RMACT strives to bring awareness to various causes in the hopes to help educate and inform the community. Since March is Trisomy Awareness Month, we thought it would be a wonderful opportunity to have our very own geneticist, Jamie Speer, MS, shed some light on these conditions. Here, he provides insight into four of the most frequently asked questions he encounters on a daily basis about trisomies.

1. What Is Trisomy?

Trisomy refers to a condition where there is an extra chromosome, or an extra piece of a chromosome, in some or all cells of a person. Most commonly, people have 46 chromosomes, with 23 coming from the egg and 23 from the sperm. Those with a trisomy have 47 chromosomes instead of the typical 46.

2. How Do Trisomies Occur?

Most cases of trisomy are random or sporadic, occurring without any known family history. When the cells divide, sometimes an extra chromosome will result in an egg or sperm cell. There is an association with increasing age of the mother, but pregnancies with trisomies can occur at any age, and the extra chromosome can come from either the mother or the father. There are rare cases of trisomies which result from a parent having a rearrangement of their chromosomes, called a translocation, but this makes up a very small percentage.

3. What Are The Most Common Forms Of Trisomy?

Trisomy can occur with any of the 23 chromosomes, but only a very small number of them are seen in live-born babies, as most trisomies are associated with early pregnancy loss.

  • Trisomy 21, more commonly known as Down syndrome, occurs in around 1 in 700 births. People with Down syndrome often have some characteristic facial differences, mild-to-moderate intellectual and developmental disability, and increased chances for other issues, including congenital heart problems.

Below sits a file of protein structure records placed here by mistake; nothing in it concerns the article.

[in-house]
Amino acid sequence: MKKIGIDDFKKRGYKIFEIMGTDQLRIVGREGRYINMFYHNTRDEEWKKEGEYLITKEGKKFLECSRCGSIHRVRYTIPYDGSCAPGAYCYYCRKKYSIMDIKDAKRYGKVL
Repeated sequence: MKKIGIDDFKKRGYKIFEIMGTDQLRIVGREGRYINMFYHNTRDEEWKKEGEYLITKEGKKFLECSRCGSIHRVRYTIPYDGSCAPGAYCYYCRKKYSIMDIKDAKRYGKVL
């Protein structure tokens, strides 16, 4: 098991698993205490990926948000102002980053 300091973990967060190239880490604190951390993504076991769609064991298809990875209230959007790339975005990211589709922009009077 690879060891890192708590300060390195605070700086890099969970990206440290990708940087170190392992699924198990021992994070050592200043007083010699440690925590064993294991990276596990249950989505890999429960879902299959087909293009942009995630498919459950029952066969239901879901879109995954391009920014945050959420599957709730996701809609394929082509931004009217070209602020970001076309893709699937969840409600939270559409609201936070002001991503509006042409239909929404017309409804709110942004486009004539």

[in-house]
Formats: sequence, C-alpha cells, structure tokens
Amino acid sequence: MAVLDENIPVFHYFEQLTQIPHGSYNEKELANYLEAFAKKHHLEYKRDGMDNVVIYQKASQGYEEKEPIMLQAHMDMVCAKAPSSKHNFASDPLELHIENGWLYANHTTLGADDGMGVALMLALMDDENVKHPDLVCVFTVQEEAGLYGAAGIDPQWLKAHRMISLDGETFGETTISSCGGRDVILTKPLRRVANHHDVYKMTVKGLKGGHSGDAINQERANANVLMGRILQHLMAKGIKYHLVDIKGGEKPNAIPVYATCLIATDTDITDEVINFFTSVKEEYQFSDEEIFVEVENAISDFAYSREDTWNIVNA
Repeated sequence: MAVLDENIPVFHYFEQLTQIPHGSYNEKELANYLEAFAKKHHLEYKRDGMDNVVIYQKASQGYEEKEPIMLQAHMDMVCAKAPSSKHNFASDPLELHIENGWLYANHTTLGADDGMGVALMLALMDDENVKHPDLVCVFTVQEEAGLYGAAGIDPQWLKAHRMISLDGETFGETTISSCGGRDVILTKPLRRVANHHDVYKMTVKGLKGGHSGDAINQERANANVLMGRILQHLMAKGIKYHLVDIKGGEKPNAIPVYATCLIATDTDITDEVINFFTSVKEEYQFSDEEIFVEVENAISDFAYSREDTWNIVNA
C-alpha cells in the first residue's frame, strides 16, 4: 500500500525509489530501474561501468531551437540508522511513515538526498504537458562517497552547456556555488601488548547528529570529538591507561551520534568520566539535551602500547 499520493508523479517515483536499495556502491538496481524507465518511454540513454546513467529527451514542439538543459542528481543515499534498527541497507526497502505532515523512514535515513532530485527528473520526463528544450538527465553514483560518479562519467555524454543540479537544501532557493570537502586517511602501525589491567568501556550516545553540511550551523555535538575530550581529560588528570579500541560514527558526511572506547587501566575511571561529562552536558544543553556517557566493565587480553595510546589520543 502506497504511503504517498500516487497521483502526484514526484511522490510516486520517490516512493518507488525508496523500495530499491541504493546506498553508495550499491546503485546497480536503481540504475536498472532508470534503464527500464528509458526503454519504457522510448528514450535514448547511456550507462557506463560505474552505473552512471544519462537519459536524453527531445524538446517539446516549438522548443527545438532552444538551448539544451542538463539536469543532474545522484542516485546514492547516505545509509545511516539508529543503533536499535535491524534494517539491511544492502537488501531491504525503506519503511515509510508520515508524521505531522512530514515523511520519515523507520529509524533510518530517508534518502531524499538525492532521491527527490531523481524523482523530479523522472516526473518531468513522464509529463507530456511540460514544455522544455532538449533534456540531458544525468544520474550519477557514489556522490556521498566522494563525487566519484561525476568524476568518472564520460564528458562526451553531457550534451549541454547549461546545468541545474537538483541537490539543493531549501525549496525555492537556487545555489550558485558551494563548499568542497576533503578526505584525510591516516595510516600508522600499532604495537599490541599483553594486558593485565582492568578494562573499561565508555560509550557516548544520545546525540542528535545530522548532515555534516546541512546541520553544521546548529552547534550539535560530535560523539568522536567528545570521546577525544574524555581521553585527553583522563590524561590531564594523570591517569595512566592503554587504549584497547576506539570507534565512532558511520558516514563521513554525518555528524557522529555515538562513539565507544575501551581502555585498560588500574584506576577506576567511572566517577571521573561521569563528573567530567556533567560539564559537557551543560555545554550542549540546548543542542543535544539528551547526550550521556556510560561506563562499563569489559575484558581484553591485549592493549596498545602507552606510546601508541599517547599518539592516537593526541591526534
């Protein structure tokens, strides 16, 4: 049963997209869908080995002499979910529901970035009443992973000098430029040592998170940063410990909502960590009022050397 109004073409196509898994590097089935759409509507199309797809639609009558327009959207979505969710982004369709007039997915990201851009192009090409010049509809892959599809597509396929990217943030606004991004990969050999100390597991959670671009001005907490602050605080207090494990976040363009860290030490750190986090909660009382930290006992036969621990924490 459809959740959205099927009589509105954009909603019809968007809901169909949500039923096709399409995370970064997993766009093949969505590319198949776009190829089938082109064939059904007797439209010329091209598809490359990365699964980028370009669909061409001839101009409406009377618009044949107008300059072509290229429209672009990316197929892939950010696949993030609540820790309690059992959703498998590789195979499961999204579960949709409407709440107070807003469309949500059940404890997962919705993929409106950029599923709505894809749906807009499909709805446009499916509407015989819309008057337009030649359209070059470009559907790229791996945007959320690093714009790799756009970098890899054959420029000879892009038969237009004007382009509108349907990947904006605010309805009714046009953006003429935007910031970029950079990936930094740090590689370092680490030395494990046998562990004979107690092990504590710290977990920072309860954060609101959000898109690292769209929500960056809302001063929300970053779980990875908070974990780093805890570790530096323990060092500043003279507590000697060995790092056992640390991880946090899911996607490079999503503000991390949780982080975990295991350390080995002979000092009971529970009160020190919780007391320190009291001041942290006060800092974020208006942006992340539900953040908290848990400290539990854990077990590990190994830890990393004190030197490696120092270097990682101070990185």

• Trisomy 18, also known as Edward syndrome, occurs in around 1 in 5,000 births. Babies with Trisomy 18 often have serious birth defects of the heart and other organs, and their developmental disability tends to be more pronounced than what is seen with Down syndrome. Unfortunately, many babies with Trisomy 18 do not survive past their first birthday.
  • Trisomy 13, also known as Patau syndrome, occurs in around 1 in 10,000 births. Babies with this condition also typically have serious birth defects, developmental disabilities, and increased chance of not surviving past the first year.

Some trisomies occur as “mosaics,” which means that there is a mixture of cells in the person, some with the typical number of chromosomes, and some with extra chromosomes. Some other trisomies result from certain sections of the chromosome being present in three copies, rather than three whole copies of the chromosome. The issues vary with the different types, but most have increased chances for physical birth defects and developmental disabilities.

4. Can Trisomies Be Detected Before Birth?

There are ways to look for the presence of trisomies before birth. For those couples pursuing in-vitro fertilization at a fertility clinic, Pre-Implantation Genetic Screening (PGS) is a test which can screen the chromosomes of embryos before they are transferred into the woman’s uterus.

There are also tests which can be considered during pregnancy, including amniocentesis and chorionic villi sampling (CVS). In addition, there are some blood tests which can screen for certain chromosome conditions early in pregnancy.

For more information on trisomies or if you are interested in speaking with Jamie, please call (203) 956-2265 to schedule an appointment.

Topics: Fertility, genetics, genetic counselor, trisomy

Jamie Speer
James Speer, M.S., a certified genetic counselor, has over 10 years of experience in the fertility field. As the medical field’s understanding of genetic conditions expands and testing becomes more comprehensive, there is a growing need from fertility patients to work with a specialist to understand and consider their options.
Let's Connect: